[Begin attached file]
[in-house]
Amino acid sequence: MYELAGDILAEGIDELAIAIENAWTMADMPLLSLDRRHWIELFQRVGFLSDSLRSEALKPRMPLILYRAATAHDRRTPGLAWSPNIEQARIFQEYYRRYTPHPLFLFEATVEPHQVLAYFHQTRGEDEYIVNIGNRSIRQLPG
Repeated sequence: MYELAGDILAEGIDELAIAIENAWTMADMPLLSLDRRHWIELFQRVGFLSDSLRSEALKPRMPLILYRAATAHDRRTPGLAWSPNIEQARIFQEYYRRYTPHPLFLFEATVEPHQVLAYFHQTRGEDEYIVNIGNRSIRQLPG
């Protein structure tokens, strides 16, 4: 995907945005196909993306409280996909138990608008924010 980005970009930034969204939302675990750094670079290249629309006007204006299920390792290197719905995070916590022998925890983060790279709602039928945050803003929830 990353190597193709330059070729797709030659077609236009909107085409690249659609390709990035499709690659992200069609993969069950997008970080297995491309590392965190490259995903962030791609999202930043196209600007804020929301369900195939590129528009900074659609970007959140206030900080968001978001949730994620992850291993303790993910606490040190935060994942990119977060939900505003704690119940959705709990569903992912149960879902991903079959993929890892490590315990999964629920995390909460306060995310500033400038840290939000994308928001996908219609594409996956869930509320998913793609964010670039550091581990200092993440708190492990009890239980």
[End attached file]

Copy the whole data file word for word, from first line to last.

[in-house]
Amino acid sequence: MYELAGDILAEGIDELAIAIENAWTMADMPLLSLDRRHWIELFQRVGFLSDSLRSEALKPRMPLILYRAATAHDRRTPGLAWSPNIEQARIFQEYYRRYTPHPLFLFEATVEPHQVLAYFHQTRGEDEYIVNIGNRSIRQLPG
Repeated sequence: MYELAGDILAEGIDELAIAIENAWTMADMPLLSLDRRHWIELFQRVGFLSDSLRSEALKPRMPLILYRAATAHDRRTPGLAWSPNIEQARIFQEYYRRYTPHPLFLFEATVEPHQVLAYFHQTRGEDEYIVNIGNRSIRQLPG
């Protein structure tokens, strides 16, 4: 995907945005196909993306409280996909138990608008924010 980005970009930034969204939302675990750094670079290249629309006007204006299920390792290197719905995070916590022998925890983060790279709602039928945050803003929830 990353190597193709330059070729797709030659077609236009909107085409690249659609390709990035499709690659992200069609993969069950997008970080297995491309590392965190490259995903962030791609999202930043196209600007804020929301369900195939590129528009900074659609970007959140206030900080968001978001949730994620992850291993303790993910606490040190935060994942990119977060939900505003704690119940959705709990569903992912149960879902991903079959993929890892490590315990999964629920995390909460306060995310500033400038840290939000994308928001996908219609594409996956869930509320998913793609964010670039550091581990200092993440708190492990009890239980």